What is the Ubuntu Love Challenge? New online campaign hopes to become a global movement

Started by Sheikha Bodour Al Qasimi and Mamadou Toure, the positivity movement encourages 'love over fear' in the time of coronavirus

Sheikha Bodour Al Qasimi and Mamadou Toure speak about the Ubuntu Love Challenge. YouTube
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In African popular philosophy, the concept of Ubuntu can be summed up in a phrase: “I am because we are.” In other words, a person’s humanity is defined by their relationship with others.

Ubuntu is also at the core of a new online campaign by Sheikha Bodour bint Sultan Al Qasimi, founder of publishing company Kalimat Group, and philanthropist Mamadou Toure. Named the Ubuntu Love Challenge, it encourages people to share skills and knowledge to tackle global issues amid the coronavirus pandemic.

“The meaning of Ubuntu is that we are all connected and that we are all part of this global community … If something happens to one person, it not only affects the community, but the whole world,” Sheikha Bodour says in the promotional video for the challenge.

The Ubuntu Love Challenge is simple – participants should identify issues within their communities and find solutions for them. They can be small-scale and community-focused, ranging from delivering groceries to someone in need to volunteering to conduct online classes.

Participants record a video of themselves speaking about the experience, and then share the clip on social media with the hashtag #UbuntuLoveChallenge. They must then urge other people within their community to join.  

As the challenge brings in more voices and contributions, Sheikha Bodour and Toure hope it will become a “global movement” – one that will form a network of people to collaborate on projects for social good.

“It is going to be a global community of people who are digitally interconnected and work together to design solutions, leveraging on their skills, their knowledge, their network and their creativity to propose innovative solutions that will help address those global challenges and prepare humanity for the new world ahead,” Toure says in the video.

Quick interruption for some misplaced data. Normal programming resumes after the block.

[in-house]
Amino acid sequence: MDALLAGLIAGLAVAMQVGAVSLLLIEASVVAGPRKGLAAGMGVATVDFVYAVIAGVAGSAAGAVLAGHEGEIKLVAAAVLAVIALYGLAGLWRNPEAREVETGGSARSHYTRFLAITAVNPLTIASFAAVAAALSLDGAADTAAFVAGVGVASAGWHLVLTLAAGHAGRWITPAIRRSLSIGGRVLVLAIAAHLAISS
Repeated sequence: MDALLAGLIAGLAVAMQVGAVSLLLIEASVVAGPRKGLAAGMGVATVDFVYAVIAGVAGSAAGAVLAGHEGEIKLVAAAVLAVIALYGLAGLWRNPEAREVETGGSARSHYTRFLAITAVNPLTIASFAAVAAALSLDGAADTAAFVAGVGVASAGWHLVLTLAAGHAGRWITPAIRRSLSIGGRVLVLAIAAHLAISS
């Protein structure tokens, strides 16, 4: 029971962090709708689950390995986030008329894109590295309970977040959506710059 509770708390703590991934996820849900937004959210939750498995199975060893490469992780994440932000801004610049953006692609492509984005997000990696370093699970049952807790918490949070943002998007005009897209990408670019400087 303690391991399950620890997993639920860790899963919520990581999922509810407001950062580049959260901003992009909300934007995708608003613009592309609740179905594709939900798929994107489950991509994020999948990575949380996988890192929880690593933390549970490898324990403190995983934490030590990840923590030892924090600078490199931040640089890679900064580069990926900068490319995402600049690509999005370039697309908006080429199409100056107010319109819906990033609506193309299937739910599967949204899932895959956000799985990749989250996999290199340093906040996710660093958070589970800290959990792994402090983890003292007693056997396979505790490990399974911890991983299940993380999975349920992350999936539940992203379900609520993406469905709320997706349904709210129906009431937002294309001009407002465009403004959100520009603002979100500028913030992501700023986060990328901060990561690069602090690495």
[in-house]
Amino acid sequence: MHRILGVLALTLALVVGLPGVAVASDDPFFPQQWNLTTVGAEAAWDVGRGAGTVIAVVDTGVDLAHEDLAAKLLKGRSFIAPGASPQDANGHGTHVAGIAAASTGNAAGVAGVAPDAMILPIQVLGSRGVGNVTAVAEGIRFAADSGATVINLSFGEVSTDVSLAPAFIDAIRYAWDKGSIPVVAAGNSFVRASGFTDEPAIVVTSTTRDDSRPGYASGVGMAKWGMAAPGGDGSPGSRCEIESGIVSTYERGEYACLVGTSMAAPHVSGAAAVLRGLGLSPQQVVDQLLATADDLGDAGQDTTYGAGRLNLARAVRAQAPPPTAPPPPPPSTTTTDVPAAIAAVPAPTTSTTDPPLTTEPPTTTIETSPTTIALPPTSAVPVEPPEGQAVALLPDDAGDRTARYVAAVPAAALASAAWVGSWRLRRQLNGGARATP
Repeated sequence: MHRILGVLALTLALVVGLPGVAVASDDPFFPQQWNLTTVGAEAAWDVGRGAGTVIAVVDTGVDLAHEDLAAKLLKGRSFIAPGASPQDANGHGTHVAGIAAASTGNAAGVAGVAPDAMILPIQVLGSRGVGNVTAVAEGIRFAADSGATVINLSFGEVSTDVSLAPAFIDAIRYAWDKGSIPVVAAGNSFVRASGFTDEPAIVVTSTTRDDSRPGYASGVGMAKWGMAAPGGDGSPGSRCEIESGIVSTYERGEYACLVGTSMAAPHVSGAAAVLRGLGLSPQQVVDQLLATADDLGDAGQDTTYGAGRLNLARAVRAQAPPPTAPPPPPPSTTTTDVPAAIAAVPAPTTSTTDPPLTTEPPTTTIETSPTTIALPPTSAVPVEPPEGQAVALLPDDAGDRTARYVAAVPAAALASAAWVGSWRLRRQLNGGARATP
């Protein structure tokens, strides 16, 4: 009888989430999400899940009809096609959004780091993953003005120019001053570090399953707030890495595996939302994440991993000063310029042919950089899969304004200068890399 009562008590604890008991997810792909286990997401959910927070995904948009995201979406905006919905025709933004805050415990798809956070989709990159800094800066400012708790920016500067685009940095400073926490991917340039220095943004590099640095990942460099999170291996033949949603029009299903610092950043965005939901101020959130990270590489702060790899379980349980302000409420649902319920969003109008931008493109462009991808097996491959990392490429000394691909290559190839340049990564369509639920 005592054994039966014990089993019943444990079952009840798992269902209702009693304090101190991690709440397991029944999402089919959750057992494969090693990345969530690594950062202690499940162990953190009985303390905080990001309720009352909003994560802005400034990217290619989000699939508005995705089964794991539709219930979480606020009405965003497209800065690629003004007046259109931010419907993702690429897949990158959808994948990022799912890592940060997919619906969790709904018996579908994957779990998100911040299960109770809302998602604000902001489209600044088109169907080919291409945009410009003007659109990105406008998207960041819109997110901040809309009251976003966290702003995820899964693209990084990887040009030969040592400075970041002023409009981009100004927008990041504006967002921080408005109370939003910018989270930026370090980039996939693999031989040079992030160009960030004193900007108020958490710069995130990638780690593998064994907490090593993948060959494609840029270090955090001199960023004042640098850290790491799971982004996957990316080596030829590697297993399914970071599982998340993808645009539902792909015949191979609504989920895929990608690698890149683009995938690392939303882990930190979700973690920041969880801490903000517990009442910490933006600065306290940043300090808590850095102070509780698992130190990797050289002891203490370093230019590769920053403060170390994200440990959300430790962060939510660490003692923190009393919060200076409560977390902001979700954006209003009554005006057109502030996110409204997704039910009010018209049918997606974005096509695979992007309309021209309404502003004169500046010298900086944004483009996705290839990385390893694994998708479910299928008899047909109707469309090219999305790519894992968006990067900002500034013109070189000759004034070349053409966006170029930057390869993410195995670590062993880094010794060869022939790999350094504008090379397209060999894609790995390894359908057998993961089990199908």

The challenge is in line with the ethos of non-profit activities that both organisers undertake. Sheikha Bodour  is also the founder of the Kalimat Foundation, which advocates for childhood literacy in the region. One of its initiatives included the donation of 2,000 books to children in the Zaatari refugee camp in Jordan. Toure is founder of the Africa 2.0 Foundation, which focuses on mentorship and advocating for the leadership of young people across Africa.

The two met at the World Economic Forum in January as part of the Forum of Young Global Leaders. They collaborated on the Ubuntu Love Challenge in April after Toure found himself unable to fly out of the UAE after the pandemic struck.

“I came for a business trip, and all of a sudden, all airports around the world shut down. I could not go back home. In those circumstances, that is where you look within and you trust your heart,” he says.

Speaking of the Covid-19 crisis, Sheikha Bodour says: "What I saw in front of my eyes was this loss of hope that was spreading like wildfire around the world … A global epidemic of hopelessness. People are losing jobs. The future is uncertain … We need to be prepared. We need to come up with a solution."

“Love over fear,” Tuore says. The phrase is also the tagline for the campaign.

A number of figures from around the world have already  participated in the Ubuntu Love Challenge. These include musicians Tyrese, Maxwell and Sons of Yusuf, and regional director of UN Women for West and Central Africa, Oulimata Sarr.

Prominent figures in the UAE community have also joined. In a video, Marwan Al Sarkal, executive chairman of Sharjah investment authority Shurooq, used the challenge to highlight its efforts with start-up VeggiTech to deliver more than 6,000 kilograms of fresh vegetables to a 1,000 families in need in the emirate.  

Nawal Al Hosany, UAE representative to the International Renewable Energy Agency encouraged people to make environmentally friendly decisions in their everyday lives. She then shared her own ways to help and challenged others to do the same. “As we continue working from home, here is what we will do and hope you can join us. Turn off unused devices, recycle as much as you can, purchase and use energy-efficient devices … and don’t leave the tap running when you wash your hands. No matter how little, these acts can make a big difference.”

Other participants include radio host Hassan Ahmad, better known as Big Hass, whose challenge involved a small gesture. Ahmad, who has an autistic son, asked people to send words of compassion to parents of autistic children. “Say, ‘I see you. I see your struggle. Peace and blessings to you and your family.’ This means a lot,” he says in his video submission.

More information on the challenge is at UbuntuLoveChallenge.org